Pan-African mortgage lender Shelter Afrique has developed a ‘Housing Affordability Calculator’ to vet proposals by developers pitching for affordable housing financing.
The calculator requires the user to input four data points: household’s monthly income, distance from the city centre, country of residence, and the local currency or US dollar to gauge affordability.
The calculator then applies background data and assumptions based on the prevailing mortgage terms in individual countries, percentage of monthly household income spent on transport based on the distance of the house from the city centre, and rate of monthly household income spent on transportation and housing for each income band.
Head of Policy, Research and Partnerships at Shelter Afrique Dr Muhammad Gambo said that developers currently claim they are setting up affordable units but price them expensively, creating a risk of slow uptake of completed projects.
He said the housing financier will now vet projects using the criteria to ensure affordability of the purchase price, finance and the cost of living.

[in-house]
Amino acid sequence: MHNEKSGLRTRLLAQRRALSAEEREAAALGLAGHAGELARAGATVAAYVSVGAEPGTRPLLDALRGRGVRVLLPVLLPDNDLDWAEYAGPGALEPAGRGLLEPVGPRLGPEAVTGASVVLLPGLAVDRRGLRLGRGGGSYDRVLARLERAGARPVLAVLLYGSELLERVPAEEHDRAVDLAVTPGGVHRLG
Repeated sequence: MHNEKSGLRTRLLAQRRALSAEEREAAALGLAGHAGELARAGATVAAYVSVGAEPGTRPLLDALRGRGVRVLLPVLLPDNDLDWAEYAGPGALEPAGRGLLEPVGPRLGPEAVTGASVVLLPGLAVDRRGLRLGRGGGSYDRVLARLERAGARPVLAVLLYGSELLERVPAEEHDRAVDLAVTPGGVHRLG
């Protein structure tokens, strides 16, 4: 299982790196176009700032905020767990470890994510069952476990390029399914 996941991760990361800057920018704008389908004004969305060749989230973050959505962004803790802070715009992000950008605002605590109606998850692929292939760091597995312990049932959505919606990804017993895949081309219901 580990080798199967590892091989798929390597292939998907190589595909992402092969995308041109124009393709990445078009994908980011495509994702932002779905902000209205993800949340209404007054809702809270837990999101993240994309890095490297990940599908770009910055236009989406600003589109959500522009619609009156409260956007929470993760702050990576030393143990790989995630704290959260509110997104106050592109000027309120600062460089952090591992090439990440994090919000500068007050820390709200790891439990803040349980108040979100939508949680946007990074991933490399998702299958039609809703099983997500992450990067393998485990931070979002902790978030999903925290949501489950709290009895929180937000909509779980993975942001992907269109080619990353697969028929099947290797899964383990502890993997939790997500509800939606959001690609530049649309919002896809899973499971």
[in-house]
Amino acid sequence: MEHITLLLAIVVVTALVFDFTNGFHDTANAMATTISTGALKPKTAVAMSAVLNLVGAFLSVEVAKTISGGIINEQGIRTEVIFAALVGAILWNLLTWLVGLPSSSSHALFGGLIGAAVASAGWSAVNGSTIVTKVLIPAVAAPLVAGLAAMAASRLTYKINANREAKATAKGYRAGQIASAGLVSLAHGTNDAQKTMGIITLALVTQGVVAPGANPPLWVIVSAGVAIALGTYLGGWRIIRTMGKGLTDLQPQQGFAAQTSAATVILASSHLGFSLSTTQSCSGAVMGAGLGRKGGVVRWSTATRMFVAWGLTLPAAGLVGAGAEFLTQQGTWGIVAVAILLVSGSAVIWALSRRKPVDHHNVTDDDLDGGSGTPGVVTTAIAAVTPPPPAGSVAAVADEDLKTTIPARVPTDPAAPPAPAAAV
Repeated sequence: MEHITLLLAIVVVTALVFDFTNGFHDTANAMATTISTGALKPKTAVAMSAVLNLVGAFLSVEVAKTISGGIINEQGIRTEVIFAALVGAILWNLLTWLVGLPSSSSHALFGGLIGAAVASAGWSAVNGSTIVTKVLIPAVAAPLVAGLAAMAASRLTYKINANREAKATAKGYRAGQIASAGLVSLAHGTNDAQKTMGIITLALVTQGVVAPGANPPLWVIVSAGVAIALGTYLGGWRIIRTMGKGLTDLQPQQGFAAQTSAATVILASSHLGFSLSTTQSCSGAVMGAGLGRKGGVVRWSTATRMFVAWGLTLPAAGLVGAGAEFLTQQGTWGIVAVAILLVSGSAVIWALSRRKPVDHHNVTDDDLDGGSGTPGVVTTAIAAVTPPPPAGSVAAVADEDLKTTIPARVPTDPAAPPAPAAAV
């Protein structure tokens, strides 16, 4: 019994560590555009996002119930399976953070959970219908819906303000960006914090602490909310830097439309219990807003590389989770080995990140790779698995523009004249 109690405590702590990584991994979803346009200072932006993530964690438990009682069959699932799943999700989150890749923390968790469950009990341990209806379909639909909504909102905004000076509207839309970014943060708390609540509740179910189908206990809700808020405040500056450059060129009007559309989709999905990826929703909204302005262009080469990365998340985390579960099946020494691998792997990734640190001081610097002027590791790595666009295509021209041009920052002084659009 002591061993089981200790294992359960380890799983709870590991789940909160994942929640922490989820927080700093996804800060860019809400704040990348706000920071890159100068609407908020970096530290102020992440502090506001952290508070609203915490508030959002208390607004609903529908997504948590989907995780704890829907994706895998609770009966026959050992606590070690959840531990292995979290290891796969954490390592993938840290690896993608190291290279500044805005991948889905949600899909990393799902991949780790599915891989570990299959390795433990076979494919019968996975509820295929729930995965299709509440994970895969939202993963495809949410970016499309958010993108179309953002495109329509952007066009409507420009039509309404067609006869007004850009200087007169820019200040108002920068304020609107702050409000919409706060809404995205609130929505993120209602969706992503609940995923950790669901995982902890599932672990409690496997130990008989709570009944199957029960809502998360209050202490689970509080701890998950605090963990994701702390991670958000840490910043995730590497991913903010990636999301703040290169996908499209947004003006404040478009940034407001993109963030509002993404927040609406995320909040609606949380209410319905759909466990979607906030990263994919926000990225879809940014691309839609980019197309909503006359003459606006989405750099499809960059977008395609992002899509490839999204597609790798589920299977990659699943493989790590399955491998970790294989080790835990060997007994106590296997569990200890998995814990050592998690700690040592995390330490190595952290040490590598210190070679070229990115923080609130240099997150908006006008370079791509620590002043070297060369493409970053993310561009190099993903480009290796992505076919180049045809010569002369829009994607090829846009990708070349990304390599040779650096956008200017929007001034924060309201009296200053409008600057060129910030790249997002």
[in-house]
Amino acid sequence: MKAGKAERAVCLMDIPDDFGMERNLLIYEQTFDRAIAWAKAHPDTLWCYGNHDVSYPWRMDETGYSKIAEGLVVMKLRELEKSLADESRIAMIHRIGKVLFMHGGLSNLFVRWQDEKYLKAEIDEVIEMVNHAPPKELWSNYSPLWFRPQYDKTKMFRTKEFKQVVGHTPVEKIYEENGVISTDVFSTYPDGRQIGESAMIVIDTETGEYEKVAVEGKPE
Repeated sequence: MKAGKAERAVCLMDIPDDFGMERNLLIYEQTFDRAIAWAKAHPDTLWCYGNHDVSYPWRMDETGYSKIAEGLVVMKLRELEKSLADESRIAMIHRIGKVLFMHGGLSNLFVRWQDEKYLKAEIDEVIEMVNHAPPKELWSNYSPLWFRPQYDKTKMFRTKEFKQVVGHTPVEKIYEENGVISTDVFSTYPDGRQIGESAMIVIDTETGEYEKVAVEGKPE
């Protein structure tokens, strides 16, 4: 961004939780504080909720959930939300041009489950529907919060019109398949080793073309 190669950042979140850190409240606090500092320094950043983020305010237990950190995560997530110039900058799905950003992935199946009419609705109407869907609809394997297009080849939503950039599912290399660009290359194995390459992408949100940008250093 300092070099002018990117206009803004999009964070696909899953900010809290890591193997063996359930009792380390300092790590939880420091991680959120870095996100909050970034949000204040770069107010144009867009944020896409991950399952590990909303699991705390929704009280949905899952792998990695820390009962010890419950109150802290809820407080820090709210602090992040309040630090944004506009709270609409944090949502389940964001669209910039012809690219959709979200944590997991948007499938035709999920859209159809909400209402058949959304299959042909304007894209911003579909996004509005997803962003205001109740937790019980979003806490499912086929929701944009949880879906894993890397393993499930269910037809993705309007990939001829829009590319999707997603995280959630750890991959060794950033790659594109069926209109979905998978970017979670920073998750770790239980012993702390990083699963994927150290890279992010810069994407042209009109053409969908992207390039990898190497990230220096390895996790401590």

“The housing affordability calculator is vital for Shelter Afrique in evaluating housing project proposals submitted, with respect to whether the units proposed are likely to be affordable to a low-income target market in that location,” said Dr Gambo.
“If household affordability is not accurately gauged by public or private sector developers, then there is a serious risk that there will be insufficient effective demand by households to purchase or rent the houses produced,” he said.
The housing affordability calculator, which was developed in partnership with the Centre for Affordable Housing Finance in Africa (CAHF), also seeks to enhance understanding of housing affordability of the demand and supply sides in African countries.
The calculator will pressure developers whose price range is still very high despite claiming to put up affordable houses.
It may also sway government policies on beneficiaries of tax incentives for affordable housing.
In Kenya, for instance, the government has scrapped stamp duty for first-time buyers and pledged to provide bulk infrastructure such as drainage and utilities. It has also promised to halve the corporate tax to 15 percent for developers who build more than 100 affordable units and exempt value added tax (VAT) on construction inputs.
Affordable housing is a lucrative venture as governments in Africa strive to encourage private sector involvement in providing millions of housing units.